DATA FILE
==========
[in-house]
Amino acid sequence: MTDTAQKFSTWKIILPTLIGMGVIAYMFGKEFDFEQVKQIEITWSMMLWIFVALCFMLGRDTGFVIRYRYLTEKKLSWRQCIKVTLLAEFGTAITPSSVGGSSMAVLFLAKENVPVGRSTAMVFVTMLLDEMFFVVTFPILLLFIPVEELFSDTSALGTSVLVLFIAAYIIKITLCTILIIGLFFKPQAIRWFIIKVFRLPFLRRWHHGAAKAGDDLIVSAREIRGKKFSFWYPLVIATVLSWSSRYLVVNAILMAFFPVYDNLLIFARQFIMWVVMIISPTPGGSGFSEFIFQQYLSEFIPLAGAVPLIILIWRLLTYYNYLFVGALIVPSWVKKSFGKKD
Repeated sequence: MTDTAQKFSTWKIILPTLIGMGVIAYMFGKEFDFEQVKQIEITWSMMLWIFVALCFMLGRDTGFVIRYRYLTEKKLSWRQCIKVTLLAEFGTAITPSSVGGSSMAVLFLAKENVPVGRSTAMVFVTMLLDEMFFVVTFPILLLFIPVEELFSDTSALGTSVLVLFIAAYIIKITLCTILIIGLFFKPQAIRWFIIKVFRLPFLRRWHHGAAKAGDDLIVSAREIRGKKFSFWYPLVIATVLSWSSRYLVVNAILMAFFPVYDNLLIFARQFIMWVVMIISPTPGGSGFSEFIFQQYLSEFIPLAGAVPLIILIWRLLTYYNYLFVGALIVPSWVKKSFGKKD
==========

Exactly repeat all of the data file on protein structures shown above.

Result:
[in-house]
Amino acid sequence: MTDTAQKFSTWKIILPTLIGMGVIAYMFGKEFDFEQVKQIEITWSMMLWIFVALCFMLGRDTGFVIRYRYLTEKKLSWRQCIKVTLLAEFGTAITPSSVGGSSMAVLFLAKENVPVGRSTAMVFVTMLLDEMFFVVTFPILLLFIPVEELFSDTSALGTSVLVLFIAAYIIKITLCTILIIGLFFKPQAIRWFIIKVFRLPFLRRWHHGAAKAGDDLIVSAREIRGKKFSFWYPLVIATVLSWSSRYLVVNAILMAFFPVYDNLLIFARQFIMWVVMIISPTPGGSGFSEFIFQQYLSEFIPLAGAVPLIILIWRLLTYYNYLFVGALIVPSWVKKSFGKKD
Repeated sequence: MTDTAQKFSTWKIILPTLIGMGVIAYMFGKEFDFEQVKQIEITWSMMLWIFVALCFMLGRDTGFVIRYRYLTEKKLSWRQCIKVTLLAEFGTAITPSSVGGSSMAVLFLAKENVPVGRSTAMVFVTMLLDEMFFVVTFPILLLFIPVEELFSDTSALGTSVLVLFIAAYIIKITLCTILIIGLFFKPQAIRWFIIKVFRLPFLRRWHHGAAKAGDDLIVSAREIRGKKFSFWYPLVIATVLSWSSRYLVVNAILMAFFPVYDNLLIFARQFIMWVVMIISPTPGGSGFSEFIFQQYLSEFIPLAGAVPLIILIWRLLTYYNYLFVGALIVPSWVKKSFGKKD